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    Family Ties

    Cal Ming was dying of kidney disease and time was running out, until his son offered him something only he could provide. June 16, 2012 by Kristin Fryer
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    Feature

    When Cal Ming had a heart transplant in 1993, he was given a second chance at life—but at what cost?

    While the transplant undoubtedly saved his life, the drugs he needed to take after the operation wreaked havoc on his body. By 2000, Cal had developed diabetes, and a 2006 checkup revealed that his kidneys were deteriorating at an alarming rate. Just two years later, Cal was on dialysis, a procedure he endured for 3½ hours three times a week.

    The dialysis worked, but it was only a stop-gap measure. Cal needed a new kidney—and time was running out.

    Staring Down Death
    Unfortunately for Cal, his bloodtype, AB negative, is very rare—only about two percent of the population are a match, which made it that much more difficult for him to find a suitable donor.
    Cal's younger brother offered to donate one of his own kidneys, but he didn't meet the health and weight requirements. Meanwhile, Cal's condition was getting worse.

    “All of my children—my two girls and my son—offered to be a donor at the beginning,” Cal says. “I told them that I did not want them to donate because of the risks. You never know what might happen.”

    But by early 2010, his son, also named Cal, saw only one option: he would donate one of his kidneys.

    “My mind was made up,” remembers Cal Jr. “It really wasn't much of a decision. He's my father and he needed something to live that I could provide.”

    Cal was still reluctant, but his son was adamant.

    “Once I told him I was giving him my kidney, he had no choice but to accept it,” says the son.

    “Besides,” he smiles, “it's only a kidney!”

    A Birthday Gift
    The Mings went through the necessary compatibility tests that summer and the surgery was set for January 27, 2011.

    When the day finally came, neither father nor son was worried, despite the risks. Having already survived a heart transplant, Cal had confidence in his doctors.

    “And I knew that God didn't bring me this far just to leave me,” he adds.

    Throughout the ordeal, Cal had the support of his family, many of whom came to Boston for the operation, and his Salvation Army church, North Street Citadel, in Hamilton, Bermuda.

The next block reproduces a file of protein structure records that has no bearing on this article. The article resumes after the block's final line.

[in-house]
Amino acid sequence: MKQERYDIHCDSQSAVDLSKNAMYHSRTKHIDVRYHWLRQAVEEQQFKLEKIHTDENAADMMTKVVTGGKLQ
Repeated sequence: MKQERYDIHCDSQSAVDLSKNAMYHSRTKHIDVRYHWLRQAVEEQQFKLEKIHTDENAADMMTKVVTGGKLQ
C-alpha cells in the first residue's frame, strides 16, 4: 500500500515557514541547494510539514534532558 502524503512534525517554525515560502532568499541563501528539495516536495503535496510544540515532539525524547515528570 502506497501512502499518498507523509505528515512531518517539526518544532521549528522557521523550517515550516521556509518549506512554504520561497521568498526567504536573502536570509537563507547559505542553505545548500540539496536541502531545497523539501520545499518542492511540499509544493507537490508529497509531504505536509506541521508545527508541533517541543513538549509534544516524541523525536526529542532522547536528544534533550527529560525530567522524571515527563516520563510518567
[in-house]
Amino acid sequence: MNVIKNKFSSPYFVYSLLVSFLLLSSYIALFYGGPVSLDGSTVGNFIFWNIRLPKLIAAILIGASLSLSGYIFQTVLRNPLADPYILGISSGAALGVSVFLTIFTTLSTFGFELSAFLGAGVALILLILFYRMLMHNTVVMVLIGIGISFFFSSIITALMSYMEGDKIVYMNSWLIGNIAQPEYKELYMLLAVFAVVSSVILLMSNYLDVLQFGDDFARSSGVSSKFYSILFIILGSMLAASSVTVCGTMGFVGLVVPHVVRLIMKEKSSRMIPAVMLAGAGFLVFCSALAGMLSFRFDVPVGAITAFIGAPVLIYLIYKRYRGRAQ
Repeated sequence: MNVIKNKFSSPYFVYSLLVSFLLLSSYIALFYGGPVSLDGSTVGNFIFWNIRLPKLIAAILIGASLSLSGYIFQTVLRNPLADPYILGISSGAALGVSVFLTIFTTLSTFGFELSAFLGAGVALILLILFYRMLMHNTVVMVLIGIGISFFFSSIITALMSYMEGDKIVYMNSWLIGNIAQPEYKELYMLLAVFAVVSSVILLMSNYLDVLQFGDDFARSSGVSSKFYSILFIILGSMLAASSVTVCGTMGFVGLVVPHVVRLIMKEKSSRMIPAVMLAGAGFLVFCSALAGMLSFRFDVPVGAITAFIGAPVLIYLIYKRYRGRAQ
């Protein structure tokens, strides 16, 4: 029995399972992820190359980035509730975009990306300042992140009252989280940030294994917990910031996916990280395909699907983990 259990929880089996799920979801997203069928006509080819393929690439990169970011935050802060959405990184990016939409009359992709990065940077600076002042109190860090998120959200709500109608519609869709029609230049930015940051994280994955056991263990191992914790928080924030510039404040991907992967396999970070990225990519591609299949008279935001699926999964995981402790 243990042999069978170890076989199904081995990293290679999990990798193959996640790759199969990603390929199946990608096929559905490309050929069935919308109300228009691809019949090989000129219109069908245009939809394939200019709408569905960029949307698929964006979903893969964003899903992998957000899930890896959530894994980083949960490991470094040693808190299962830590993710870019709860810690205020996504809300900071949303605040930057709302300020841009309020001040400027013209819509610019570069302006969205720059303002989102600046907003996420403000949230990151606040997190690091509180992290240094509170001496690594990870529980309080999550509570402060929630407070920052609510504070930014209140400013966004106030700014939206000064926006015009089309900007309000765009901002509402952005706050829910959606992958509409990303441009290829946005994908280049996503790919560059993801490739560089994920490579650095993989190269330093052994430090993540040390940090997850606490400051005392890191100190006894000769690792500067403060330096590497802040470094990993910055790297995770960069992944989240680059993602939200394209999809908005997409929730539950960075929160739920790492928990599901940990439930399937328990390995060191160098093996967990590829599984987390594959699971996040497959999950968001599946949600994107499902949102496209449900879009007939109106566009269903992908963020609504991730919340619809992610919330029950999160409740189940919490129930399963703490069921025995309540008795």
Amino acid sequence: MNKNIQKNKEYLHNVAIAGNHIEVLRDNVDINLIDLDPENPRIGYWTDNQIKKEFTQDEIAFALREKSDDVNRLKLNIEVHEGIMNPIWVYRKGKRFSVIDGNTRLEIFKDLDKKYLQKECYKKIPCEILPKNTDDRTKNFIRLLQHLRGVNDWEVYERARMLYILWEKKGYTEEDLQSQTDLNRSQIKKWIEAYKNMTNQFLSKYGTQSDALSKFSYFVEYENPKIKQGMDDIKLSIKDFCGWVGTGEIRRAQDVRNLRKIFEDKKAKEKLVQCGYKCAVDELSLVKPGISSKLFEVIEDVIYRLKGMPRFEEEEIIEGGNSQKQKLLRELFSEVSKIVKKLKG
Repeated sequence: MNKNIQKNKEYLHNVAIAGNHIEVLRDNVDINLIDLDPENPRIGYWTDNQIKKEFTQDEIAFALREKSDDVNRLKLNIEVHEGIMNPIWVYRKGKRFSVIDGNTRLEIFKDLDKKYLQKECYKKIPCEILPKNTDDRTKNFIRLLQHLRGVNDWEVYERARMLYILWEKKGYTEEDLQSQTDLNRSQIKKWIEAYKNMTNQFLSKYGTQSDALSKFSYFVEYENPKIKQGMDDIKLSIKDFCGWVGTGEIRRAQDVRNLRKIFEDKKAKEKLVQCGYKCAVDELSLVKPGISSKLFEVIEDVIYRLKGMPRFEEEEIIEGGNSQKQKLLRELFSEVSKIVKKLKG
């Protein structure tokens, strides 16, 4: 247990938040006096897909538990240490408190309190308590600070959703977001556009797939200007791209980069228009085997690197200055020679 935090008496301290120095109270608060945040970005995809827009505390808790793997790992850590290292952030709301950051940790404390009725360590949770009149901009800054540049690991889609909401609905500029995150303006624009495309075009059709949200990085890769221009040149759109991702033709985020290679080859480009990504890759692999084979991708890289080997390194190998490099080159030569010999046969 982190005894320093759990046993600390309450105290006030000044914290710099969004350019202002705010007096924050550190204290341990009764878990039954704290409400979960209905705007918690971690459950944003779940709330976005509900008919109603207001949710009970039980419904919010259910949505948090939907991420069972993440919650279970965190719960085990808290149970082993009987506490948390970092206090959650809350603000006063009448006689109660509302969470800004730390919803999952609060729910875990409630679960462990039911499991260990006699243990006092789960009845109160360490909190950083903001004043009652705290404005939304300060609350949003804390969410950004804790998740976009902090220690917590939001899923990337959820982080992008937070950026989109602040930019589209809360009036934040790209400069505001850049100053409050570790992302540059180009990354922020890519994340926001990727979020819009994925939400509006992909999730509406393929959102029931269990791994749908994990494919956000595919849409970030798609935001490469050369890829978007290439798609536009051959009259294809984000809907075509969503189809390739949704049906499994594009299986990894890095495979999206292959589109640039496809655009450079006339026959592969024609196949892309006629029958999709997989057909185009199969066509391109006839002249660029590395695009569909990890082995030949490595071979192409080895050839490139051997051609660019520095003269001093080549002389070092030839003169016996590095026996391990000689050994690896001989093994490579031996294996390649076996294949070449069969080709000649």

“The congregation was a huge support,” he says. “For months leading up to the operation, they prayed for me, and they even took up a collection to help pay for the cost of my family staying in Boston.”

    Because of his heart condition, the recovery process was difficult for Cal, but it was much easier for Cal Jr., who was 29 when the operation took place.

    In fact, he was released three days after the operation, shorter than the scheduled week's stay, but long enough for him to celebrate his 30th birthday in the hospital. Despite the circumstances, the family had a simple birthday party for him with cake and presents.

    The Family Code
    A little over a year later, life is back to normal for the Mings.

    Cal has gone back to his job with the Bermuda government, and he's resumed his volunteer work with The Salvation Army. A fourth-generation Salvationist, Cal is bandmaster at his church, a position he's held for almost three decades. Meanwhile, his son has moved to the United Kingdom to attend law school.

    Despite the distance, father and son are closer than ever.

    “If I don't talk to him twice a week, I feel like I'm missing something,” says Cal. “I have to talk to him, and that's the way he feels about me.”

    For his father, that kidney was a lifesaver but the modest son insists that the transplant was no big deal.

    “No matter what, my dad knows I have his back,” he says. “I told him after the operation, 'It's a gift to you—you need it.' But it's also a message to my children and my sisters' children: we're a family and we stick together. We live by that code. If your family needs you, you're there for them.”

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